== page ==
Reviewed by: Paul T. Andersen
|Better than Average
|Children Family Fantasy Adventure
|1 hr. 36 min.
|Year of Release:
July 26, 1996
|Jonathan Taylor Thomas, Martin Landau, Genevieve Bujold, Rob Schneider
|New Line Cinema, division of Warner Bros. Pictures
Jim Henson’s puppetry experts bring a classic family story to life in this live-action version of the story of Pinocchio. Although the 1940 Disney version of this tale is more light-hearted, musical and fun, this modern version renders the story in a way that is more tender and poignant—and truer to the original 1881 Carlo Collodi story. Most kids will enjoy “The Adventures of Pinocchio”, especially those 7 to 11. It is a funny, clever and sweet fantasy with somewhat sad, slightly disturbing undertones.
This family oriented film combines animatronic puppetry and computer animation with live action filmed principally in the Czech Republic. Adults will appreciate the scenery and visually graceful photography. Most teens and adults will not find the story very exciting, but the way it is told may be poignant enough to bring a little tear to some eyes. The story is set in the 1800s and includes richly costumed scenes. The very lonely woodcarver, Geppato, makes a wooden boy (a marionette) which magically comes to life. The boy, Pinocchio, soon wishes he could be a real, live boy and truly become Geppato’s son. In the end, after Pinocchio learns the importance of love, honesty and obedience, his wish comes true.
The animation of Pinocchio’s facial expressions and body is quite remarkable. The filmmakers have given this lovable, innocent little character a very cute and endearing face. Audiences will particularly enjoy the scene where Pinocchio’s nose grows to enormous lengths as he is caught lying. Contrary to the impression one may have gotten from advertisements for this film, star Jonathan Taylor Thomas is seen very little on-screen, only appearing at the very end. His main contribution is as the voice of Pinocchio. Actors Martin Landau and Genevieve Bujold do a fine job in their roles of Geppato and his life-long love Leona.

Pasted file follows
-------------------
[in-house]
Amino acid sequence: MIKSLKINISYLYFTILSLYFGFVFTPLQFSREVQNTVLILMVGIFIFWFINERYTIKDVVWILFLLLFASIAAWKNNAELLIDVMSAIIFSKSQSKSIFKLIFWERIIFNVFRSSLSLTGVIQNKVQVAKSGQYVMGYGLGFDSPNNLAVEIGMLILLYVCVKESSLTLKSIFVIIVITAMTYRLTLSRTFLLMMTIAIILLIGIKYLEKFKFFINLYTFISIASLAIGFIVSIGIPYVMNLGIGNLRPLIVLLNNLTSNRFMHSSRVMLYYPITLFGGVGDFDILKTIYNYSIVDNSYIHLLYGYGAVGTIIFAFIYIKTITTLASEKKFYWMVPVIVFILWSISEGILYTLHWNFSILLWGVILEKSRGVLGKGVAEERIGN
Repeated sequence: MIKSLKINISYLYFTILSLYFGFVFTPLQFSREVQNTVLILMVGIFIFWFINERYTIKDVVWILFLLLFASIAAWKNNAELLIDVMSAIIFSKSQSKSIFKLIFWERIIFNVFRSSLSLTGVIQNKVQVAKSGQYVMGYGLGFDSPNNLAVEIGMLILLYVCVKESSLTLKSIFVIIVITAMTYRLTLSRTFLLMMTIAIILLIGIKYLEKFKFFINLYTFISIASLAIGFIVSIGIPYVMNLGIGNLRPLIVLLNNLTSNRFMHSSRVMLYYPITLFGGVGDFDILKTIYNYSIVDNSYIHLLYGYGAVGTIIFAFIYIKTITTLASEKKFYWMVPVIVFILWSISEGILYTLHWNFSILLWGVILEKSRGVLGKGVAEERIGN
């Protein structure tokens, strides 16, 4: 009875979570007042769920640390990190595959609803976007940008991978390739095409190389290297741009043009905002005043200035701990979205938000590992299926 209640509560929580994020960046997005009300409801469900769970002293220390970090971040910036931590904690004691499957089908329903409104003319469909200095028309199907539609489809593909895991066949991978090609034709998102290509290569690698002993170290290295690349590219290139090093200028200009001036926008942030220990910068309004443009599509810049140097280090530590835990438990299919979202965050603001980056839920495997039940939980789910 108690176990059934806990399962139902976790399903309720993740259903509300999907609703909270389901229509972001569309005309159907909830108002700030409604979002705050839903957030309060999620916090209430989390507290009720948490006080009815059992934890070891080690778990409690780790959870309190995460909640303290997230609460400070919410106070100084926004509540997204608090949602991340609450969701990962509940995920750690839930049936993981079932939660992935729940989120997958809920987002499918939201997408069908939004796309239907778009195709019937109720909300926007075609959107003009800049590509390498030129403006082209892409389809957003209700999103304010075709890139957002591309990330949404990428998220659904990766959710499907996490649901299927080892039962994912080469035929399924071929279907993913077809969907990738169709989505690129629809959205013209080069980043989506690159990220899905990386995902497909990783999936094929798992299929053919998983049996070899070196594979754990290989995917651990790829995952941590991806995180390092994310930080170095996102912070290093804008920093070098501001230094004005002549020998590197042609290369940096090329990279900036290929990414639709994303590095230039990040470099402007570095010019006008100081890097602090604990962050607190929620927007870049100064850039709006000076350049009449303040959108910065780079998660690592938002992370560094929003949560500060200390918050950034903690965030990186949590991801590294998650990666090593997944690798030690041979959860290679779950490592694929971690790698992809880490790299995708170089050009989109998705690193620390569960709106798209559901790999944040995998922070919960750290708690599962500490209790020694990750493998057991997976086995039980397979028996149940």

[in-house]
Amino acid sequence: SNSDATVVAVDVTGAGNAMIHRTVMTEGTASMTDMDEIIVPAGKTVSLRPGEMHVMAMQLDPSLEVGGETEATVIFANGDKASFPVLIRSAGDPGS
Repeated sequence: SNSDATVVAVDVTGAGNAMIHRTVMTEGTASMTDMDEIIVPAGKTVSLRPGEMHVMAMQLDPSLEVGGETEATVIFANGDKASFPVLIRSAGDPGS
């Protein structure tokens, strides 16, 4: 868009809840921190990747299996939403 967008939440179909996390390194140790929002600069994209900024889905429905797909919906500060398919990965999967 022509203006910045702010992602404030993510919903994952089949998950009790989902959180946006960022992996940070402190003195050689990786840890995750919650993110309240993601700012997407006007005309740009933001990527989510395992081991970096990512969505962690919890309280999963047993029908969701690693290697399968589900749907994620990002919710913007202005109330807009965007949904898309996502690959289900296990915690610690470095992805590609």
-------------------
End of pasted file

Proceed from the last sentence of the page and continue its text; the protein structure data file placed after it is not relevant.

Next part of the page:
The story emphasizes the supreme importance of love and truth, the importance of being devoted to those we love, and the folly of living a sinful life. These are all important Christian themes. It is doubtful whether the moral of this film will have much effect on youngsters, but perhaps with an appropriate discussion afterwards… it might.
“The Adventures of Pinocchio” contains no foul language, no sex, and little violence. Some of the characters look rather bizarre and menacing. There is more exposure of female bosoms than most parents would like. Evidently the “Miracle Bra” was all the rage in 1881, as evidenced by two female characters who strongly bare their abundant cleavages. The story is, of course, based on a few magical events, but there is little or no occultic connection drawn in the film. The events are portrayed simply as miraculous things that happened due to great love. Although none of the darker scenes gets very intense, some may slightly disturb little children (a fire in the puppet theater, a scene where boys are turned to donkeys, a villain briefly shown turning into a monster, and a sequence inside the slimy stomach of a monstrous whale).
The message is positive and the story generally inoffensive, but I would not recommend it for preschoolers and kindergartners. Most kids in the 7-11 range will find such movies as “Toy Story” more fun and exciting. A computer-animated cricket, Pepe, was added to the film to lighten things up, but the humor doesn’t quite work. Older kids may particularly find “The Adventures of Pinocchio” a bit slow and a little old-fashioned in style.